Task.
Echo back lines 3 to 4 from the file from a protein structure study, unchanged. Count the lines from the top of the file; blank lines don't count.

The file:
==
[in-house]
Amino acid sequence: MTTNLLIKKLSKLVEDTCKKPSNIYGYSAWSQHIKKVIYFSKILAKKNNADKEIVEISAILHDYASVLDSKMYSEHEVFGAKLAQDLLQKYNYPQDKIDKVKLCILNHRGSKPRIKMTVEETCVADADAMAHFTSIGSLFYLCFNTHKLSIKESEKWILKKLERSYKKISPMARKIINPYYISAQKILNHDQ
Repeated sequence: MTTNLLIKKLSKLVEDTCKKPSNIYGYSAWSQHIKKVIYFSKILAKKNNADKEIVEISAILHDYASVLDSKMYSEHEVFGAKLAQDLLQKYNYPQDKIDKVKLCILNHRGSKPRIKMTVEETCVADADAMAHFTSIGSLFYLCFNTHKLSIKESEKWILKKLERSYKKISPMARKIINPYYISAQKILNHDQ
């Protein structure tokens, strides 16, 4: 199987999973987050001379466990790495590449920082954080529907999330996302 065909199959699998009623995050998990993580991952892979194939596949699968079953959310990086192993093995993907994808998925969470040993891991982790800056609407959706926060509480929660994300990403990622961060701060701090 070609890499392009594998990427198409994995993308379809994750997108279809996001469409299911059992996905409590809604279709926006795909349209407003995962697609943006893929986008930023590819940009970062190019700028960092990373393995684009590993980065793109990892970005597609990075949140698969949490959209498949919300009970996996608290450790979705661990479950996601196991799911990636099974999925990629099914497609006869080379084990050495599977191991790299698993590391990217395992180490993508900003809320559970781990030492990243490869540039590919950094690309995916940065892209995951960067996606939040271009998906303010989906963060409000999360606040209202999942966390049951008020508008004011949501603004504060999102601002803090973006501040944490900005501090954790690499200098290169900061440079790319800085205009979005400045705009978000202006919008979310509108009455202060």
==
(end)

Repeated sequence: MTTNLLIKKLSKLVEDTCKKPSNIYGYSAWSQHIKKVIYFSKILAKKNNADKEIVEISAILHDYASVLDSKMYSEHEVFGAKLAQDLLQKYNYPQDKIDKVKLCILNHRGSKPRIKMTVEETCVADADAMAHFTSIGSLFYLCFNTHKLSIKESEKWILKKLERSYKKISPMARKIINPYYISAQKILNHDQ
């Protein structure tokens, strides 16, 4: 199987999973987050001379466990790495590449920082954080529907999330996302 065909199959699998009623995050998990993580991952892979194939596949699968079953959310990086192993093995993907994808998925969470040993891991982790800056609407959706926060509480929660994300990403990622961060701060701090 070609890499392009594998990427198409994995993308379809994750997108279809996001469409299911059992996905409590809604279709926006795909349209407003995962697609943006893929986008930023590819940009970062190019700028960092990373393995684009590993980065793109990892970005597609990075949140698969949490959209498949919300009970996996608290450790979705661990479950996601196991799911990636099974999925990629099914497609006869080379084990050495599977191991790299698993590391990217395992180490993508900003809320559970781990030492990243490869540039590919950094690309995916940065892209995951960067996606939040271009998906303010989906963060409000999360606040209202999942966390049951008020508008004011949501603004504060999102601002803090973006501040944490900005501090954790690499200098290169900061440079790319800085205009979005400045705009978000202006919008979310509108009455202060």